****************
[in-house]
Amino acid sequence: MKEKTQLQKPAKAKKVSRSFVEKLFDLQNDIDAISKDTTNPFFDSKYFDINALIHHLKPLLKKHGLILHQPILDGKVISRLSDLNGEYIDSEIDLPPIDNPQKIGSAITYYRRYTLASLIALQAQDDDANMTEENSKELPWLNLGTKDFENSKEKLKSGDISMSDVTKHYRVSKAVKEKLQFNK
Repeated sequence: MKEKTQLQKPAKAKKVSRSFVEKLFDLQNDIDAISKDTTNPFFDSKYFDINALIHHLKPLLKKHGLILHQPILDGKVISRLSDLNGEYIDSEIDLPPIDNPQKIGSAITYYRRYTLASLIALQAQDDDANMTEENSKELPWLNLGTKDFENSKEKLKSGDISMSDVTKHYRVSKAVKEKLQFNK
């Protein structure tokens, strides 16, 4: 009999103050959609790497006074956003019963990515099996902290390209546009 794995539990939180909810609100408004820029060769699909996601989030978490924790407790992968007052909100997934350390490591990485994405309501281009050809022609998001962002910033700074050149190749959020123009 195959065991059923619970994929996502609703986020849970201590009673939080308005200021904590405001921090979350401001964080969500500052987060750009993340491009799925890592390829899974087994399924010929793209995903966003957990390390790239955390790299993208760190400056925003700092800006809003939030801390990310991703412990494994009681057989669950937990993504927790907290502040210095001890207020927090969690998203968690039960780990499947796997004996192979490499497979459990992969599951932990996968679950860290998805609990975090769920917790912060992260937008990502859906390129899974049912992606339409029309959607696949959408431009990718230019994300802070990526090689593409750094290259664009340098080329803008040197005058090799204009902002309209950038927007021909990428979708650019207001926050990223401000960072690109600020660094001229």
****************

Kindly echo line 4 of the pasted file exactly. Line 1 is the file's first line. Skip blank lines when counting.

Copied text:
């Protein structure tokens, strides 16, 4: 009999103050959609790497006074956003019963990515099996902290390209546009 794995539990939180909810609100408004820029060769699909996601989030978490924790407790992968007052909100997934350390490591990485994405309501281009050809022609998001962002910033700074050149190749959020123009 195959065991059923619970994929996502609703986020849970201590009673939080308005200021904590405001921090979350401001964080969500500052987060750009993340491009799925890592390829899974087994399924010929793209995903966003957990390390790239955390790299993208760190400056925003700092800006809003939030801390990310991703412990494994009681057989669950937990993504927790907290502040210095001890207020927090969690998203968690039960780990499947796997004996192979490499497979459990992969599951932990996968679950860290998805609990975090769920917790912060992260937008990502859906390129899974049912992606339409029309959607696949959408431009990718230019994300802070990526090689593409750094290259664009340098080329803008040197005058090799204009902002309209950038927007021909990428979708650019207001926050990223401000960072690109600020660094001229």